Though the federal government is closed on December 5, this lecture will take place as scheduled.
Aviators from diverse backgrounds share how they overcame barriers to become commercial airline pilots.
Who’s behind the cockpit door? When we think of airline pilots, we have a certain picture in our minds. However, women and minorities are making important strides to increase diversity within the industry. These panelists, who have broken gender and racial barriers in the industry, will address the current social landscape of commercial flying and reflect upon their own experiences.
- Beverley Bass was the first female pilot to be named captain by American Airlines. When her American Airlines 777 was diverted to Gander, Newfoundland, Canada on 9/11, she spent four days being responsible for the safety of her crew, passengers, and aircraft. Her story is portrayed in the hit Broadway show Come From Away. Bass co-founded the International Society of Women Airline Pilots (ISWAP).
- Brad Lang is a Delta Captain and the son of a Tuskegee Airman. He has been involved with the Commemorative Air Force Red Tail Squadron since 1997. He wrote a powerful piece about his father for Air & Space magazine, “My Father, the Tuskegee Airmen, and the Dream of Flight,” published in September 2016.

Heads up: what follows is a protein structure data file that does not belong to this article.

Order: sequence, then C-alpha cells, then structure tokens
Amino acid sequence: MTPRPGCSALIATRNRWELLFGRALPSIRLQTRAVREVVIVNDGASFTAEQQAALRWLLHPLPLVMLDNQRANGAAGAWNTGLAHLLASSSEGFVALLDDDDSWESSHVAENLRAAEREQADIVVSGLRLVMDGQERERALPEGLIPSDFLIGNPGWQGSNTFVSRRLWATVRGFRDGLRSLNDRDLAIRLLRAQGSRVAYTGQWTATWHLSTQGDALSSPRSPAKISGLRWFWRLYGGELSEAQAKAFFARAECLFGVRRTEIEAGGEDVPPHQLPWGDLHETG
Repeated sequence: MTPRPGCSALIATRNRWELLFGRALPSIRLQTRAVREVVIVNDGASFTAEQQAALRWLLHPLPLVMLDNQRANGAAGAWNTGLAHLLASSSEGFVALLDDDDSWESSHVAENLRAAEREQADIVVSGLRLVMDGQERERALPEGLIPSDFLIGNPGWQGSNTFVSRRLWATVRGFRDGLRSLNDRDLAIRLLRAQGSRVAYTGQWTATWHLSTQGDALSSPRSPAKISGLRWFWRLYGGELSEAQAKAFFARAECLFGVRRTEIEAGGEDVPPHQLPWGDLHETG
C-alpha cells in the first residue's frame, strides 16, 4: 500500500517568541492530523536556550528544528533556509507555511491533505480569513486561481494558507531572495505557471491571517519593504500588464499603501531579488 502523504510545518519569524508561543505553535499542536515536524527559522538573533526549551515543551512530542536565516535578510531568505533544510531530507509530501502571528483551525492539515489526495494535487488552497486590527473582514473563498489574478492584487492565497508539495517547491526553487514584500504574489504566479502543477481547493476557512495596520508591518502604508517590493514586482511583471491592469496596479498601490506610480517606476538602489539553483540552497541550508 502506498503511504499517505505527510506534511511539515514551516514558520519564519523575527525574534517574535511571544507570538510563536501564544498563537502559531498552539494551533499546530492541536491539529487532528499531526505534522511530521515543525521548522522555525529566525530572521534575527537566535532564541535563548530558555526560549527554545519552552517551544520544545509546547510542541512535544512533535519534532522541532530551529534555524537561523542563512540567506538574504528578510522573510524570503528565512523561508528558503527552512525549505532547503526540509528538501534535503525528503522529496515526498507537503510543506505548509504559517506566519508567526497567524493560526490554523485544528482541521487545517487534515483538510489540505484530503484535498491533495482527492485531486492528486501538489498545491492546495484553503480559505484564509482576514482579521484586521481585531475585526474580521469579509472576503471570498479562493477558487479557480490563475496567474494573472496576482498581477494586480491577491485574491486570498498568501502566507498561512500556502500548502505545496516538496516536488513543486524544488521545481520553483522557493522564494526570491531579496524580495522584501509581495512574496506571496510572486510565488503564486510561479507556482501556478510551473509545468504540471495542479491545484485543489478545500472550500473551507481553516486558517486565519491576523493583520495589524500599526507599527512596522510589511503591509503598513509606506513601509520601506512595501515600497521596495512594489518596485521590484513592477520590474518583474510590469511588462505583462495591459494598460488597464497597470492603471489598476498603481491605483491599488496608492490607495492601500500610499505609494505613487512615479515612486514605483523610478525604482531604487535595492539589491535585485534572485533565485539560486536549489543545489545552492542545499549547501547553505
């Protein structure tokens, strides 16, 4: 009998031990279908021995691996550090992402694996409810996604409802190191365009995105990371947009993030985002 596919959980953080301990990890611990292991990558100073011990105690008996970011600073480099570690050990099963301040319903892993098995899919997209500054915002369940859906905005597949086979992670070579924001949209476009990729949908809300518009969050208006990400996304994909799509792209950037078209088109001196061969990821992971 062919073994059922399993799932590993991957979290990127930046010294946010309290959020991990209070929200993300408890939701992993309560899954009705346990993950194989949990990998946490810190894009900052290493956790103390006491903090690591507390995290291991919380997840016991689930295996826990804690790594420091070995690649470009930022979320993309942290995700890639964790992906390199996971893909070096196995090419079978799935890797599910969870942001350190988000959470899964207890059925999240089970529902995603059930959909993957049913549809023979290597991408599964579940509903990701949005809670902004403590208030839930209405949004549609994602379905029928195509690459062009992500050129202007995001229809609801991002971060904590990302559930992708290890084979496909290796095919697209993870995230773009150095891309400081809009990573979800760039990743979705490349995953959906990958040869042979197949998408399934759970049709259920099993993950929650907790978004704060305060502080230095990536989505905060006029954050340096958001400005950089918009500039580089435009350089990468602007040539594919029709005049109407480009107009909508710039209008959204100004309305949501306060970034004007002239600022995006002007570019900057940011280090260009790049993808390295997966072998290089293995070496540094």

- Refilwe Ledwaba is a South African social entrepreneur and pilot passionate about youth development and economic empowerment of women in Africa. She served as an officer and helicopter pilot for the South African Police Services for 10 years, and an airline pilot for a regional airline for two years. She is also the founder of Women & Aviation, an organization dedicated to the economic empowerment and leadership development of women in the aviation and aerospace industry in Africa.
Moderated by Phil Tiemeyer, asociate professor of history at Kansas State University and author of Plane Queer: Labor, Sexuality, and AIDS in the History of Male Flight Attendants.
This lecture is free, but tickets are required. Reserve tickets now.
The GE Aviation Lecture series is made possible by the generous support of GE Aviation.